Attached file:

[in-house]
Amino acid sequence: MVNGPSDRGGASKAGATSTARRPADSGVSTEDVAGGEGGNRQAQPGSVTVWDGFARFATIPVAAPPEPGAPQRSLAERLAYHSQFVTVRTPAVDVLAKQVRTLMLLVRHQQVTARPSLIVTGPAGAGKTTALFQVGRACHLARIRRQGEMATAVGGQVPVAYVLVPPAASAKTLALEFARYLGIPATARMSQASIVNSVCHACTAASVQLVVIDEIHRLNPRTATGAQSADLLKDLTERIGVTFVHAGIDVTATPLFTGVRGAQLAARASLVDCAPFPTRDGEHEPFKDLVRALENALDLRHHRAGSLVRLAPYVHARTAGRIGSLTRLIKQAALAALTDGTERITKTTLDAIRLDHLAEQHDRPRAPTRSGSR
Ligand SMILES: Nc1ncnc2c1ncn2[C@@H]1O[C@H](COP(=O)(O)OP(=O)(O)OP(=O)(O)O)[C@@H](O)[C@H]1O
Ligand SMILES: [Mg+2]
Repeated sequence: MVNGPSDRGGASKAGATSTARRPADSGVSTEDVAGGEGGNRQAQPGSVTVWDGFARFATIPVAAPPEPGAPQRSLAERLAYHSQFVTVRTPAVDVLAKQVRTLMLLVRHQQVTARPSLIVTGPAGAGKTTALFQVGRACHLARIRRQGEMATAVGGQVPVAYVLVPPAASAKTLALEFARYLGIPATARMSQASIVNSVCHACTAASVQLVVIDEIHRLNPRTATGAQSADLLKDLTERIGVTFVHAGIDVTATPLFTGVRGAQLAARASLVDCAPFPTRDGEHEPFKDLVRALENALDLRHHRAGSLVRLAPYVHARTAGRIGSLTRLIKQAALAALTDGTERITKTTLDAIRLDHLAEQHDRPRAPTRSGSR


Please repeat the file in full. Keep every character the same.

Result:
[in-house]
Amino acid sequence: MVNGPSDRGGASKAGATSTARRPADSGVSTEDVAGGEGGNRQAQPGSVTVWDGFARFATIPVAAPPEPGAPQRSLAERLAYHSQFVTVRTPAVDVLAKQVRTLMLLVRHQQVTARPSLIVTGPAGAGKTTALFQVGRACHLARIRRQGEMATAVGGQVPVAYVLVPPAASAKTLALEFARYLGIPATARMSQASIVNSVCHACTAASVQLVVIDEIHRLNPRTATGAQSADLLKDLTERIGVTFVHAGIDVTATPLFTGVRGAQLAARASLVDCAPFPTRDGEHEPFKDLVRALENALDLRHHRAGSLVRLAPYVHARTAGRIGSLTRLIKQAALAALTDGTERITKTTLDAIRLDHLAEQHDRPRAPTRSGSR
Ligand SMILES: Nc1ncnc2c1ncn2[C@@H]1O[C@H](COP(=O)(O)OP(=O)(O)OP(=O)(O)O)[C@@H](O)[C@H]1O
Ligand SMILES: [Mg+2]
Repeated sequence: MVNGPSDRGGASKAGATSTARRPADSGVSTEDVAGGEGGNRQAQPGSVTVWDGFARFATIPVAAPPEPGAPQRSLAERLAYHSQFVTVRTPAVDVLAKQVRTLMLLVRHQQVTARPSLIVTGPAGAGKTTALFQVGRACHLARIRRQGEMATAVGGQVPVAYVLVPPAASAKTLALEFARYLGIPATARMSQASIVNSVCHACTAASVQLVVIDEIHRLNPRTATGAQSADLLKDLTERIGVTFVHAGIDVTATPLFTGVRGAQLAARASLVDCAPFPTRDGEHEPFKDLVRALENALDLRHHRAGSLVRLAPYVHARTAGRIGSLTRLIKQAALAALTDGTERITKTTLDAIRLDHLAEQHDRPRAPTRSGSR